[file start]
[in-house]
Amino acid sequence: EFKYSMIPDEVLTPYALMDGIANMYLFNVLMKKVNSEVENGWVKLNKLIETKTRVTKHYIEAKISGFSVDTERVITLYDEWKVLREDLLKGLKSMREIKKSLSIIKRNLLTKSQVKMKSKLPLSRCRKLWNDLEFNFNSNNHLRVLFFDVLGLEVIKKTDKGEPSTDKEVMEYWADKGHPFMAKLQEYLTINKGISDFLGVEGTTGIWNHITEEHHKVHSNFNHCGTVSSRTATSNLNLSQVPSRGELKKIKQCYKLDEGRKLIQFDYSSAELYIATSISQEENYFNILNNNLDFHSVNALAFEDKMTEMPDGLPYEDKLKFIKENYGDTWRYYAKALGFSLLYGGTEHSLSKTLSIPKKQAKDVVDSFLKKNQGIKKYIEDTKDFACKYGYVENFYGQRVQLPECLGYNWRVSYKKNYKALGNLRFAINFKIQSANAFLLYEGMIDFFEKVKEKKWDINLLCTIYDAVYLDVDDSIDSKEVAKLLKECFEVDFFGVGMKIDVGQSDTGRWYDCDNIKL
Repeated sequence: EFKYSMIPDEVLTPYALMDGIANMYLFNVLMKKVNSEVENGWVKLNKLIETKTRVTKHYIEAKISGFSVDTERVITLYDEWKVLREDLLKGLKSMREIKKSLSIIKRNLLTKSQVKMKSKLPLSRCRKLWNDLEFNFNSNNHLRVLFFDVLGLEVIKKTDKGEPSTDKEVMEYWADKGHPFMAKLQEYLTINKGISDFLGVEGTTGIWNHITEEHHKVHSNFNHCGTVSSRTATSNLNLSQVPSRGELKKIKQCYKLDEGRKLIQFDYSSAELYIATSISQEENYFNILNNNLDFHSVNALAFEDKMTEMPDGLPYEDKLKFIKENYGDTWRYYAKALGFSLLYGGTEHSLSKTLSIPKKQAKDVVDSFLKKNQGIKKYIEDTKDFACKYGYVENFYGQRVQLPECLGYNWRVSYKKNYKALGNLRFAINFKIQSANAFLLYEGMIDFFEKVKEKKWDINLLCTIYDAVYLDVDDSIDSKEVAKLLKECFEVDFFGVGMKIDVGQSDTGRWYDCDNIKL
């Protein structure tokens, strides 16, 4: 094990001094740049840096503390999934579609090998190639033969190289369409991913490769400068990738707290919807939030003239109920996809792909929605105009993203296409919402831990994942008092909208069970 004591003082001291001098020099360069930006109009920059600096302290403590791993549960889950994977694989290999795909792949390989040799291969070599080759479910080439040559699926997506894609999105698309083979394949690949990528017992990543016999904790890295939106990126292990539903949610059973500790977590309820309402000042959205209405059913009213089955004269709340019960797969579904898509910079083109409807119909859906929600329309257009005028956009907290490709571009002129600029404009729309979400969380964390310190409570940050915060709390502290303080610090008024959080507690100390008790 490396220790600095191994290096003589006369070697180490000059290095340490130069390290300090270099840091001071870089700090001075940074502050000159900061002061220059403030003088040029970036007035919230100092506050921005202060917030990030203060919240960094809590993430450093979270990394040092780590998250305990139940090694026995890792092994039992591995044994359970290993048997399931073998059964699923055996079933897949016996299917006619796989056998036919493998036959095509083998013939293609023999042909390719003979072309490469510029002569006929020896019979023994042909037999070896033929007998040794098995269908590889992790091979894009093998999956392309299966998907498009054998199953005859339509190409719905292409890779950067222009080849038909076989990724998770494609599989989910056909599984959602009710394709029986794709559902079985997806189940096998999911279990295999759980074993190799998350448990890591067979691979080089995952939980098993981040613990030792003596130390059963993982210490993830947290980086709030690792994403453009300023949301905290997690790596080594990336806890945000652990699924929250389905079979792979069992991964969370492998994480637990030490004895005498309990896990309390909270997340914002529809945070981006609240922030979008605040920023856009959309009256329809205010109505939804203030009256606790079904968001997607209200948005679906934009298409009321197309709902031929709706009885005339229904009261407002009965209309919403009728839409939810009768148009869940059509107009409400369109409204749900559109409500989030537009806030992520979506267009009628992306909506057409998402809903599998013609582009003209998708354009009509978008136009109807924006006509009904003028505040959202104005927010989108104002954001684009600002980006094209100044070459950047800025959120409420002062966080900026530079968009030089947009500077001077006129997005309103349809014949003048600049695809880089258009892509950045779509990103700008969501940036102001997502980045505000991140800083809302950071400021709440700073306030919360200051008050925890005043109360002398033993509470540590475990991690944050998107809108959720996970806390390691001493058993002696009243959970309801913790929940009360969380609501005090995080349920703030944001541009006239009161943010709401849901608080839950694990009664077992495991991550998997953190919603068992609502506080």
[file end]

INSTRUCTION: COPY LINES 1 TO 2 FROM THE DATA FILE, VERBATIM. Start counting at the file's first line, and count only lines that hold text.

[in-house]
Amino acid sequence: EFKYSMIPDEVLTPYALMDGIANMYLFNVLMKKVNSEVENGWVKLNKLIETKTRVTKHYIEAKISGFSVDTERVITLYDEWKVLREDLLKGLKSMREIKKSLSIIKRNLLTKSQVKMKSKLPLSRCRKLWNDLEFNFNSNNHLRVLFFDVLGLEVIKKTDKGEPSTDKEVMEYWADKGHPFMAKLQEYLTINKGISDFLGVEGTTGIWNHITEEHHKVHSNFNHCGTVSSRTATSNLNLSQVPSRGELKKIKQCYKLDEGRKLIQFDYSSAELYIATSISQEENYFNILNNNLDFHSVNALAFEDKMTEMPDGLPYEDKLKFIKENYGDTWRYYAKALGFSLLYGGTEHSLSKTLSIPKKQAKDVVDSFLKKNQGIKKYIEDTKDFACKYGYVENFYGQRVQLPECLGYNWRVSYKKNYKALGNLRFAINFKIQSANAFLLYEGMIDFFEKVKEKKWDINLLCTIYDAVYLDVDDSIDSKEVAKLLKECFEVDFFGVGMKIDVGQSDTGRWYDCDNIKL